Amazon.com, along with Penguin Group (USA) and CreateSpace, is pleased to announce the fourth annual Amazon Breakthrough Novel Award, the international competition seeking the next popular novel.

The competition will once again award two grand prizes: one for General Fiction and one for Young Adult Fiction. Each winner will receive a publishing contract with Penguin, which includes a $15,000 advance.

The Breakthrough Novel Award brings together talented writers, reviewers, and publishing experts to find and develop new voices in fiction. If you're an author with an unpublished or previously self-published novel waiting to be discovered, visit CreateSpace to sign up for regular contest updates.

See the official contest rules for more information on how to enter.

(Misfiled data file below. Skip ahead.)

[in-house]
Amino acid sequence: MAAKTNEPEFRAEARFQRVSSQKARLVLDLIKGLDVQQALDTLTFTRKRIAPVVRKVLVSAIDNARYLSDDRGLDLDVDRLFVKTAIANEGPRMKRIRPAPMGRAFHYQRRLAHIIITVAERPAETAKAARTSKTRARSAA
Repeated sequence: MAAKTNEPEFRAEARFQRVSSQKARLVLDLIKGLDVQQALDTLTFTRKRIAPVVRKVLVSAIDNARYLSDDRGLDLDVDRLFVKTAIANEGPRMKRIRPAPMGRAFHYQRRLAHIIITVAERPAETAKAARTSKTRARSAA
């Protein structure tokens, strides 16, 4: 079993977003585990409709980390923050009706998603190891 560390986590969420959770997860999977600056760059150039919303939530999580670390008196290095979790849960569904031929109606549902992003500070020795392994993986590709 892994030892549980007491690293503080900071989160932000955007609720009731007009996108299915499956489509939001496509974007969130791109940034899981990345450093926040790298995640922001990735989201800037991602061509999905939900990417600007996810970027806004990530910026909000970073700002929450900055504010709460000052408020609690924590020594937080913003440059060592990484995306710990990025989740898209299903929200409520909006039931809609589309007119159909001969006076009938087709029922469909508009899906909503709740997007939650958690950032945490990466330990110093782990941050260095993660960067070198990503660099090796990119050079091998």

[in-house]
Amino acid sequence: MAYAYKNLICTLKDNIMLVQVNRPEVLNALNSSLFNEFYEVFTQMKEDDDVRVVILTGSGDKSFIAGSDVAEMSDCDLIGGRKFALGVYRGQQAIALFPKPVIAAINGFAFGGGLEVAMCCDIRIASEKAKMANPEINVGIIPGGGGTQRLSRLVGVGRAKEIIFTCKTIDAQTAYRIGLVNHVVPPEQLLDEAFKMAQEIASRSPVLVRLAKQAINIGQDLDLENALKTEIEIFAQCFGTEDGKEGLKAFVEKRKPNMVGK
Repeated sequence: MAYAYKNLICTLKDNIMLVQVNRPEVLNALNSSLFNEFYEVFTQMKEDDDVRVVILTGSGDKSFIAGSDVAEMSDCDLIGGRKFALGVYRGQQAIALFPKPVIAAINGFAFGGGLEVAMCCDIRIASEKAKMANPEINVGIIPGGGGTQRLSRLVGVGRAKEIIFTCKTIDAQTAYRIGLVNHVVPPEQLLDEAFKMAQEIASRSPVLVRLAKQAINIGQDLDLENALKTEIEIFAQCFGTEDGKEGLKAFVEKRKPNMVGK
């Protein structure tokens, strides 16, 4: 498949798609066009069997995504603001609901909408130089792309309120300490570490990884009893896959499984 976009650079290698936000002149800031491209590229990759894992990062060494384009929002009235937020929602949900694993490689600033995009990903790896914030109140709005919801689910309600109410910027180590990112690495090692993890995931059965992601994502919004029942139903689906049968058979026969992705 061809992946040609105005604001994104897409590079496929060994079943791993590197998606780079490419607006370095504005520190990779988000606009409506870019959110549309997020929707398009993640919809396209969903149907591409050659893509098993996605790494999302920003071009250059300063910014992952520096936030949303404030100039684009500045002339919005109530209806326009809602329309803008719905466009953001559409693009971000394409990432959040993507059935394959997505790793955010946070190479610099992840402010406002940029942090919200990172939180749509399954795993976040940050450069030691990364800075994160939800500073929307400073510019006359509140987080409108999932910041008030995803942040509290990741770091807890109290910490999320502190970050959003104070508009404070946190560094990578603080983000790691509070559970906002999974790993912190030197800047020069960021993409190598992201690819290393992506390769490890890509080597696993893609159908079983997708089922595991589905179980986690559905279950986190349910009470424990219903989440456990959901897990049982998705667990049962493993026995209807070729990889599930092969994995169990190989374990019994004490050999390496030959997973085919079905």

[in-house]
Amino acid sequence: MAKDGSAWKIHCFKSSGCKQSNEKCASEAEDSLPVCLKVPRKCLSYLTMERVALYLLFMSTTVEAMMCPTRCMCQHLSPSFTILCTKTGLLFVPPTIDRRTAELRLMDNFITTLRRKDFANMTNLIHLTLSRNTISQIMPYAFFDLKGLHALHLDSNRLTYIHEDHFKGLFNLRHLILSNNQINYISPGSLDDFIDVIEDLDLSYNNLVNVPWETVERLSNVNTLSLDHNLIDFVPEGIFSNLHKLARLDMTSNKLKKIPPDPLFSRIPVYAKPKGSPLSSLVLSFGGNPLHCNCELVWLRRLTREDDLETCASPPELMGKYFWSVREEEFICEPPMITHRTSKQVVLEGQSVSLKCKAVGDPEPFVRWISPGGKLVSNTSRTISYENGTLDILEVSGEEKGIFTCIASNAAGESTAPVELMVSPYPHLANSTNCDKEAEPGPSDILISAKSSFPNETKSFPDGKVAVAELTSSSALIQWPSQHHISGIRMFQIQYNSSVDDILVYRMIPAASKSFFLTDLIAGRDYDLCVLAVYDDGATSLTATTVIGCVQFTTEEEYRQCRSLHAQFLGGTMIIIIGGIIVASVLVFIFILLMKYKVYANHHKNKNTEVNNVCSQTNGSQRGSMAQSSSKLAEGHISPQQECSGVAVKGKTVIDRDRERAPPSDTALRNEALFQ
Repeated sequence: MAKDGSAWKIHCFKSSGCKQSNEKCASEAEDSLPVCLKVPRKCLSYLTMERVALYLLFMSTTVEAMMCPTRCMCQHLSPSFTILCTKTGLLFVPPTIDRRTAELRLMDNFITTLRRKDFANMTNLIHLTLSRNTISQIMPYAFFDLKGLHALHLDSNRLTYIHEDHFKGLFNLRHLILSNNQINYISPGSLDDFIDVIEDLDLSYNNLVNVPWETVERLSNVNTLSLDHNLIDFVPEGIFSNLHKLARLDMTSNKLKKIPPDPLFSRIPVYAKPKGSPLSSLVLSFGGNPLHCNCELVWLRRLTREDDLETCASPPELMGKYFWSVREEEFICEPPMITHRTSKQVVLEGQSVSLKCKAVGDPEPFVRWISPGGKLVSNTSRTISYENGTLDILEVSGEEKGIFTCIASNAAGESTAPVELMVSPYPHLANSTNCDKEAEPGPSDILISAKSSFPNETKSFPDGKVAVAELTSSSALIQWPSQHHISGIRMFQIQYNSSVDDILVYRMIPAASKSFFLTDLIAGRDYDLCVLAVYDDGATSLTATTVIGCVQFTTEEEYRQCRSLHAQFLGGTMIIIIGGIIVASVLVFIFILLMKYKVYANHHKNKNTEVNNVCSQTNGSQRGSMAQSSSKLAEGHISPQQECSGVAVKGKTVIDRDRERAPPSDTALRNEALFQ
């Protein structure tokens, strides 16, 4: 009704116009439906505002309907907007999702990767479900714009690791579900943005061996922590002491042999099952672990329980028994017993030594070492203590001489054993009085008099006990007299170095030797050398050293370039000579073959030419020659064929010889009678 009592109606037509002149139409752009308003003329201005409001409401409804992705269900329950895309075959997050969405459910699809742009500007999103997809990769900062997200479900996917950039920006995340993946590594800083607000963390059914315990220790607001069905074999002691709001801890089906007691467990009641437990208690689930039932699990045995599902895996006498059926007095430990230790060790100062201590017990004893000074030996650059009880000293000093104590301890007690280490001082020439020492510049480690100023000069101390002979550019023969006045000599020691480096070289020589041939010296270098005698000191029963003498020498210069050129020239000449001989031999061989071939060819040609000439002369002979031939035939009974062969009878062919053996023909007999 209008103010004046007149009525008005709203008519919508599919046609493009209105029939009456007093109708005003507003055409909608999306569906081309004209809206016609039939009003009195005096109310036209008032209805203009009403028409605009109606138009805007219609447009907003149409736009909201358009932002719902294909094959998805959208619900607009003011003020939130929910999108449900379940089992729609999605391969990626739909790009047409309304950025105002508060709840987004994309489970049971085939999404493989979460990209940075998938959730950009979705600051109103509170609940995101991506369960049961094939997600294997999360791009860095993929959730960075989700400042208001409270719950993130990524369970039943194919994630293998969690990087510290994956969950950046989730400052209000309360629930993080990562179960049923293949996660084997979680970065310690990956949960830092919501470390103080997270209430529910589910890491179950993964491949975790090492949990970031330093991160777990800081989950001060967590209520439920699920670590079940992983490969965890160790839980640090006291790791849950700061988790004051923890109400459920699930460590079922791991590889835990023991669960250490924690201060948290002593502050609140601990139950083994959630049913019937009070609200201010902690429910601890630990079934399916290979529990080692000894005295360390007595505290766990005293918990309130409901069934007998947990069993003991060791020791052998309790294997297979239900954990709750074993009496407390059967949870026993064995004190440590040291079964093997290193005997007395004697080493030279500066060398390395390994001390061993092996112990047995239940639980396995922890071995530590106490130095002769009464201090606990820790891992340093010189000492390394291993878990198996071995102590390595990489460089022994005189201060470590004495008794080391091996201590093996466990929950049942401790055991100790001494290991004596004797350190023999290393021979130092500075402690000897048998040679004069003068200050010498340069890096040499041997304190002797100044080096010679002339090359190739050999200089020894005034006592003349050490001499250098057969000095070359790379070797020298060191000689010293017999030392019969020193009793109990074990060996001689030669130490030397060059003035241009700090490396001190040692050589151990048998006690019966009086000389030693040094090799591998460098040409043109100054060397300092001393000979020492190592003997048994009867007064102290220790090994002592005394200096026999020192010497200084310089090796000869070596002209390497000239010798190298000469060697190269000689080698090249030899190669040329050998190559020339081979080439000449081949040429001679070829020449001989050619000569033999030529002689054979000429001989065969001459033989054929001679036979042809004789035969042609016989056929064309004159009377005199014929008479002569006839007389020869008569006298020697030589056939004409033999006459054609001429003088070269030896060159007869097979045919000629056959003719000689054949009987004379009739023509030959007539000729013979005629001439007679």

Inkwell Opening Chapters Competition - The Results

For all those that entered the Inkwell Opening Chapters Competition, see results below from Vanessa O Loughlin of Inkwell.

News of the Inkwell Opening Chapters Competition!
From our shortlist, a winner and runner up have been chosen by our judges Patricia Deevy, Editorial Director  with Penguin Ireland, and Ger Nichol of the Book Bureau. Both judges were delighted to read your entries and had a tough job selecting the winners from a truly mixed shortlist ....
And here they are:
  • Winner: 'Now or Never', Louise Hogan
  • Runner-up: 'The Sea Between Us', Carole Craig
The winner 'Now or Never' they felt had lots of potential, with writing that was fresh and direct, and they are both keen to see the full manuscript when it is ready. They agreed that Carole's story was crispy written with potential for a juicy historical tale with a bit of Pride and Prejudice style tension between the two main characters.